support this research
70614-0005 - Shamisen maker, 1870s

Shamisen Craftsman

Artist Yamamoto
Publisher J B Millet Company
Medium Albumen Print
Period Meiji
Location Studio
Image No. 70614-0005
Purchase Digital File

A craftsman, wearing a traditional chonmage (topknot) hairstyle, is working on a shamisen, a three-stringed musical instrument played with a Bachi (plectrum), while being assisted by a woman in kimono.

In the back five shamisen rest against the wall. To work more easily, the craftsman has freed his right arm from his haori.

The shamisen has a long history. Around 1390 a snake-skin covered three-string instrument was developed in China, which was later introduced into the Ryukyu Kingdom. It became known as the snake-skin covered sanshin (also: jabisen).

About a century later, this instrument was improved upon by the Ryukyu musician Akainko, who established the foundation of Ryukyu sanshin music.

The sanshin was introduced into Japan by trade ships around 1562. Because snakeskin was not as common in Japan as in the Ryukyu Kingdom, it was replaced by dog or cat skin. Other changes made the instrument so different that by the Azuchi-Momoyama Period (1568-1603) it had developed into a new instrument, the shamisen.

The shamisen became incredibly popular and by the Edo Period (1603-1868) was an indispensable part of kabuki and music in general. [1]

While the shamisen is still going strong and has even been used in Jazz, chonmage are now only worn by sumo wrestlers.

The chonmage was only worn by men and originally used by samurai to hold their helmet steady during battle. The top of the wearer’s head was shaved, while the remaining hair was oiled and tied into a small ponytail folded onto the top of the head in a topknot. As chonmage was associated with samurai, it was seen as a status symbol and was very popular.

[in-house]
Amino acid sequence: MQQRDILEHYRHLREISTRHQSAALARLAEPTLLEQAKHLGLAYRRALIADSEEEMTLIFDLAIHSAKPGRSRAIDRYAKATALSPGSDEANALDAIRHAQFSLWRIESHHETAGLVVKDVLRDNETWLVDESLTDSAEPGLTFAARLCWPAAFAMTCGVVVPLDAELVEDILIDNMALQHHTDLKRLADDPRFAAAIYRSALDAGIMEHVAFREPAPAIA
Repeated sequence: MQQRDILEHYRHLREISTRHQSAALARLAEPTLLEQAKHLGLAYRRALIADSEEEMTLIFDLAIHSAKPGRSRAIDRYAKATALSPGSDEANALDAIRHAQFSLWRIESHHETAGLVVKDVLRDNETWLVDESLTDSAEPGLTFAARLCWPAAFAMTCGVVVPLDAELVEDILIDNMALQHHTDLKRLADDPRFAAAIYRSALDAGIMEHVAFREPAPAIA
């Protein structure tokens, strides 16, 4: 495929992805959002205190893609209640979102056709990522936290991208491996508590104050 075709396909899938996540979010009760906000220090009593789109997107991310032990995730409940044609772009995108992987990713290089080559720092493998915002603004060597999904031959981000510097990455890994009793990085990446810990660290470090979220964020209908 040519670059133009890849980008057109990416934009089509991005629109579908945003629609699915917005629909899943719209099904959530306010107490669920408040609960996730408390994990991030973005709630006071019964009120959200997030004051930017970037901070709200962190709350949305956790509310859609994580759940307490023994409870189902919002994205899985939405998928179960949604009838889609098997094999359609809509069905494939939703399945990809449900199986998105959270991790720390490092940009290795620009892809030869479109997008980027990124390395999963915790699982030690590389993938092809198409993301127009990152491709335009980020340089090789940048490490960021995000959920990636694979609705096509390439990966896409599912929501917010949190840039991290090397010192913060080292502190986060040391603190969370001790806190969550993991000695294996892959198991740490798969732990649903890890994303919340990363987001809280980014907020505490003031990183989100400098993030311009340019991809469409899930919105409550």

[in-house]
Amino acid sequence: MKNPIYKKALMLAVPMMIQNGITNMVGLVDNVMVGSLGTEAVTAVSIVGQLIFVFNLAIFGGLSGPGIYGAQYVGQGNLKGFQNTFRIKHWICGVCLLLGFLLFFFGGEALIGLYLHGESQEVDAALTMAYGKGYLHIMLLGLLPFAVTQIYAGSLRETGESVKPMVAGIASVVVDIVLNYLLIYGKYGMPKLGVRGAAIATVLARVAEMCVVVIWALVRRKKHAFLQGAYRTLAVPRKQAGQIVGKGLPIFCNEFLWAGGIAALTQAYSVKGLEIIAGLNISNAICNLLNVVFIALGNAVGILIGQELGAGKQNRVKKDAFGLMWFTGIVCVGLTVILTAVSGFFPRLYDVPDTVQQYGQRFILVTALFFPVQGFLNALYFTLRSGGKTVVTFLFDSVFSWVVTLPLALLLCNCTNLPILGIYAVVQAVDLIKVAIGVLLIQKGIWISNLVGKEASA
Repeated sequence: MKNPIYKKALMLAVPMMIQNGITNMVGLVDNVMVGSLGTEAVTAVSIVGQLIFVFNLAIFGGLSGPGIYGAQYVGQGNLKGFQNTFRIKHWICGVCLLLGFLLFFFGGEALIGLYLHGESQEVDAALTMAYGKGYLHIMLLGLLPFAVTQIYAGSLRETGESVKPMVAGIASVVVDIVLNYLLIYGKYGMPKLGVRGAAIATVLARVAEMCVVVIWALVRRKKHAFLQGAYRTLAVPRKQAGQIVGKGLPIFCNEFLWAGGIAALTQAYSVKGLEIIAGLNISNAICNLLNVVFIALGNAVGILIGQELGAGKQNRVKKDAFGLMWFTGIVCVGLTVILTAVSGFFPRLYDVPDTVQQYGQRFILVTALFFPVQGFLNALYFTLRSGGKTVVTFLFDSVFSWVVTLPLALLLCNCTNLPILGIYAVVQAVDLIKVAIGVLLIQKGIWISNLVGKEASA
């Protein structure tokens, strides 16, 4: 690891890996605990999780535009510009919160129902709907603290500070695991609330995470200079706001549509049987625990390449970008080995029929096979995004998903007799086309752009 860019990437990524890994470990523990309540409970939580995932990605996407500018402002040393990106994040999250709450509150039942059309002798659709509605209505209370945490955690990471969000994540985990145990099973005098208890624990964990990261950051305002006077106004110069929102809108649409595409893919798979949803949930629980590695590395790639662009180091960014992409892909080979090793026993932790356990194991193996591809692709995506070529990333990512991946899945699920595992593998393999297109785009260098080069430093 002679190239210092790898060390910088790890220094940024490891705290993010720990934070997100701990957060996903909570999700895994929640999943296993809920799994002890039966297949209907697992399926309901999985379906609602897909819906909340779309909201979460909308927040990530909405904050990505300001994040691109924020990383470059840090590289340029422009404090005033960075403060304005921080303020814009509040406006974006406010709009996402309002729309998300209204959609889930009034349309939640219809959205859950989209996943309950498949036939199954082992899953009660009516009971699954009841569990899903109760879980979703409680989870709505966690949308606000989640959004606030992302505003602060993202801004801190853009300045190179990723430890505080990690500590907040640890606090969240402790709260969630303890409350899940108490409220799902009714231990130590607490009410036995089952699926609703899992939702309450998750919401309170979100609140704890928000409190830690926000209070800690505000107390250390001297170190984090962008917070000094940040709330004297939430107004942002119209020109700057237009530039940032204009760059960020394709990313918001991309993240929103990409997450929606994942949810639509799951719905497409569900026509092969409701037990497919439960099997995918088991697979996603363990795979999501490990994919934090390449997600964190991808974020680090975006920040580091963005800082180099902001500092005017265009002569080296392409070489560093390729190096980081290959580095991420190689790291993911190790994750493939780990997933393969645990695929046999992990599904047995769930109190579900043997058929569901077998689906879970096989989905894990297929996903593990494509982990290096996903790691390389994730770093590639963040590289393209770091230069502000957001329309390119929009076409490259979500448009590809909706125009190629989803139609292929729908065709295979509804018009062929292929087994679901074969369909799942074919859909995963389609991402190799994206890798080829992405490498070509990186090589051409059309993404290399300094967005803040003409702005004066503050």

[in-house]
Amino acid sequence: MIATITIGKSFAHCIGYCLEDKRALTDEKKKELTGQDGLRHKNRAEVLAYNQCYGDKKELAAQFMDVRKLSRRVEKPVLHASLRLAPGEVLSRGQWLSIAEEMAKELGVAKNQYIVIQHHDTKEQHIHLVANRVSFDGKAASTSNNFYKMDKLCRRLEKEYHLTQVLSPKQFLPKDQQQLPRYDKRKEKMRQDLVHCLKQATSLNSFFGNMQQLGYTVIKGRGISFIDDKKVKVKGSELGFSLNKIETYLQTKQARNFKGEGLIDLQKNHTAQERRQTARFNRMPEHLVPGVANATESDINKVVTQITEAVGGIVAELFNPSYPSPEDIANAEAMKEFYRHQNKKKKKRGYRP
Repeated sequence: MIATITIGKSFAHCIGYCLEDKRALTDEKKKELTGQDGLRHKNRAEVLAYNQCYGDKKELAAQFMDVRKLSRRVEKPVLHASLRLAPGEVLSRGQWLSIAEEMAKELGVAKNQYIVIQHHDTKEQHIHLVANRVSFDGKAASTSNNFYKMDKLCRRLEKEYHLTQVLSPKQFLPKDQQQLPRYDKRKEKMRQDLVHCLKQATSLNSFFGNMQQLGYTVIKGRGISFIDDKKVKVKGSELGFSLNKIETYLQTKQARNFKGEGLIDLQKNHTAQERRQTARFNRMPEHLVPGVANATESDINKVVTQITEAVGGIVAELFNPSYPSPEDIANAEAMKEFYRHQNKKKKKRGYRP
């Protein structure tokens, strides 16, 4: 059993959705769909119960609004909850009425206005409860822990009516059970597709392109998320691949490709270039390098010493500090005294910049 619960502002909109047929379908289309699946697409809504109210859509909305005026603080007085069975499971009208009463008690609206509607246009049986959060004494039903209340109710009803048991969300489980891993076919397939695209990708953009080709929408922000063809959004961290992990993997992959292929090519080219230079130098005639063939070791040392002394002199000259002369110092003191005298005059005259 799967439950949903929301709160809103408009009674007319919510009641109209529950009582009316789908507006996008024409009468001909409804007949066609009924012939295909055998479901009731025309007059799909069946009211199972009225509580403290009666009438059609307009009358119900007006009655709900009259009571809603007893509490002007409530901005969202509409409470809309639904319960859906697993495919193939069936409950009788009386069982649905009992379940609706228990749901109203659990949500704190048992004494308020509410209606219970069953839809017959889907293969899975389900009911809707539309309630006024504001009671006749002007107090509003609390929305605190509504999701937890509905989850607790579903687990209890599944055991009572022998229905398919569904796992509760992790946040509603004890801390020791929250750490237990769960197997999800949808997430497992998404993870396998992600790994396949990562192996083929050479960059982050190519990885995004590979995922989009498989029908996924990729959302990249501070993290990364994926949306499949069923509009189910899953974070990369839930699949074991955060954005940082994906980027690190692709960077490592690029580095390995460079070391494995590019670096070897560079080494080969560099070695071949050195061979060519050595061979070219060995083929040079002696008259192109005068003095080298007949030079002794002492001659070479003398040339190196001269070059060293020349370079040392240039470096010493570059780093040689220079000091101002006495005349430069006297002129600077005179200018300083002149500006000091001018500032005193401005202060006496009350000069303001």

In 1871 the Danpatsurei edict (断髪令) encouraged samurai to cut off their chonmage. It created a small photography boom when samurai rushed to photo studios to get their photo taken before their chonmage was cut off.

As a result of the edict, Western hair styles, called jangiri (じゃんぎり, also: zangiri) in Japanese, became increasingly popular. This in turn encouraged photographers to seek out people wearing chonmage.

This photo is featured in Japan, Described and Illustrated by the Japanese, edited by Captain F Brinkley.2

The photographs for this publication were sourced by Kozaburo Tamamura (1856-1923?).


1 Columbia Music Entertainment, Japanese Traditional Music: Shamisen. Retrieved on 2008-03-10.

2 Captain Brinkley, Frank (1897). Japan, Described and Illustrated by the Japanese, Shogun Edition. J B Millet Company.


Leave a Comment

Reference for Citations

Duits, Kjeld (). 1870s: Shamisen Craftsman, OLD PHOTOS of JAPAN. Retrieved on May 26, 2022 (GMT) from

I have a small favor to ask

Old Photos of Japan aims to be your personal museum for Japan's visual heritage to increase our understanding of Japanese culture and society.

Finding, acquiring, scanning, restoring, researching and conserving these vintage images, and making the imagery and research freely available online, takes serious time, money and effort.

I do this without charging for access, selling user data, or running ads.

Your support helps to make this possible, and ensures that this important visual heritage of Japan will not be lost and forgotten.

If you can, please consider supporting Old Photos of Japan with a regular amount each month. Or become a volunteer.

Thank you,
Kjeld Duits

support this research

Explore More


Ainu Fishermen

Four Ainu fishermen stand in log boats, two of them holding spears as if ready to catch fish. Fish was, together with venison and other game, a very important part of the Ainu diet.


Young Family

A charming studio shot of a young family “on the road” in late 19th century Japan.


Oxcart with Rice Bags

A man stands next to an oxcart loaded with tawara (俵, straw rice bags). Tawara (also: hyo) were used for holding rice, charcoal or grain.

Add Comment

The clue to who took this image is the kanji on the man’s haori, 寫山茂堂 (Sha Yamamoto Dou; Photo Yamamoto Studio). Yamamoto Ei often put his studio name in his images.



@Jim Clinefelter

Thanks, Jim. I love it when photographers leave their name card like that!

Yamamoto’s studio with the slanting backboard is also easy to recognize.